Northallerton and Thirsk will then provide warm welcomes, and no sooner have the riders crossed into the North York Moors than they’ll be faced with the fearsome Sutton Bank climb.

The first contenders over the top there will be rewarded with points in the mountains classification. The action then passes through Helmsley and on to Pickering for a second intermediate sprint.

The climbers will be looking to come to the fore again on the Côte de Silpho before the race breezes into Scarborough for the first time.

Hugging the east coast, the peloton will continue on to Filey and sample its picturesque seafront before heading inland and back towards Scarborough. The frontrunners will sweep along South Bay, around the castle walls, and onto the now-legendary finish along North Bay.


To view the route click here.

The Piece Hall in Halifax provides a spectacular location for the start of this decisive stage and the first of six categorised climbs comes on the Côte de Hebden Bridge.

The race will head up the cobbled Main Street in Haworth before dropping into Goose Eye for the next punishing ascent. Crossing from Brontë Country into Craven, the route heads through Skipton and the next climb is looming on Barden Moor.

The action will then head into the Dales before the riders contest the first intermediate sprint in view of Kilnsey Crag. The Côte de Park Rash will no-doubt cement its place in Tour de Yorkshire folklore as the peloton grind their way up it, and the route continues on to Masham and then into Nidderdale before making a return to the formidable Côte de Greenhow Hill for the first time since 2016.

The undulating terrain never relents and shortly after passing through Otley the next categorised climb is on the cards at Otley Chevin.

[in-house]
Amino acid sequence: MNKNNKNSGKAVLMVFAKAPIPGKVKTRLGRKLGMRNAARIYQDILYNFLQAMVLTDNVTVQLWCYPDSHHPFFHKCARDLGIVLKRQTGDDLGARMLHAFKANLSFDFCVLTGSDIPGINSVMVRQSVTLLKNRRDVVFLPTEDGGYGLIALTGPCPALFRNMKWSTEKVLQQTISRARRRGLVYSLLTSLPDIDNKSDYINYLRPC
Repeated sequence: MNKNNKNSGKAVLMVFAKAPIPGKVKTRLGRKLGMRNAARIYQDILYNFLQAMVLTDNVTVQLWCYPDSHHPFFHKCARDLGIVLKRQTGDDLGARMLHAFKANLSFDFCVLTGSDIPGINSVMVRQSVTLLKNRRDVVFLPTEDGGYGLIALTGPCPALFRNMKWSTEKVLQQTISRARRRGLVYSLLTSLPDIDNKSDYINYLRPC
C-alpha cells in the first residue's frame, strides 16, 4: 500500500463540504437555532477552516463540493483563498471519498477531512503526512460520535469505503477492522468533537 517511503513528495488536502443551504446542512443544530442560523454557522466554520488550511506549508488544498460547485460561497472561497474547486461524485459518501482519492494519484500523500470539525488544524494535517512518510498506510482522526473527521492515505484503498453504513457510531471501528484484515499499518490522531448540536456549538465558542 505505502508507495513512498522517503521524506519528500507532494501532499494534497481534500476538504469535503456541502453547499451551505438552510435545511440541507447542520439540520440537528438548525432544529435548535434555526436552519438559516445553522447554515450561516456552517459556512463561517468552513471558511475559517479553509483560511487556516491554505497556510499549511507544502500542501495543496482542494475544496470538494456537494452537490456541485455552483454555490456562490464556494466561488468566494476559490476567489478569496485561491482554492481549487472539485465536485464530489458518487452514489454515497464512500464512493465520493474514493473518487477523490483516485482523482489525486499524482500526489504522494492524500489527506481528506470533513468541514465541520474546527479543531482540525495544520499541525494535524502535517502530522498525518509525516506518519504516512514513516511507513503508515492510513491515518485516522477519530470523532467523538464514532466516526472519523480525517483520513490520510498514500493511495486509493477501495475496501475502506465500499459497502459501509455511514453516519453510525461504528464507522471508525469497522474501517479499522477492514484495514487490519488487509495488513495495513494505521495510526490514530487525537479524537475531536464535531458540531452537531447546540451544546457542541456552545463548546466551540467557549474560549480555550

If that wasn’t enough, the Côte de Black Hill Road must also be crested before the race sweeps into Leeds and reaches a rip-roaring conclusion on The Headrow – on exactly the same spot as where the Tour de France started in 2014.

Sir Gary Verity said: “It was a proud moment unveiling the full route today.

“We’ve worked hard to design a dramatic and varied parcours which takes in some of our county’s most spectacular terrain.

“I’m sure the world’s best riders will relish the challenge it poses and we’ll be treated to a tremendous fourth edition.

“Last year’s race attracted 2.2 million spectators and generated £64 million for the local economy, and now that is has been extended from three to four days, the 2018 Tour de Yorkshire promises to be the biggest and best one yet.”

Councillor Carl Les, Leader of North Yorkshire County Council, said: “Including 2014’s Tour de France Grand Départ, we now have four years’ experience of hosting world class cycling events in North Yorkshire.

“I’m sure the County Council will again play its part in delivering a fantastic event, but mainly this is about our communities coming together to showcase our beautiful landscapes, towns and villages.”

Before the big reveal in Halifax, dignitaries and members of local cycle clubs gathered in Richmond to mark the town’s first involvement in the Tour de Yorkshire.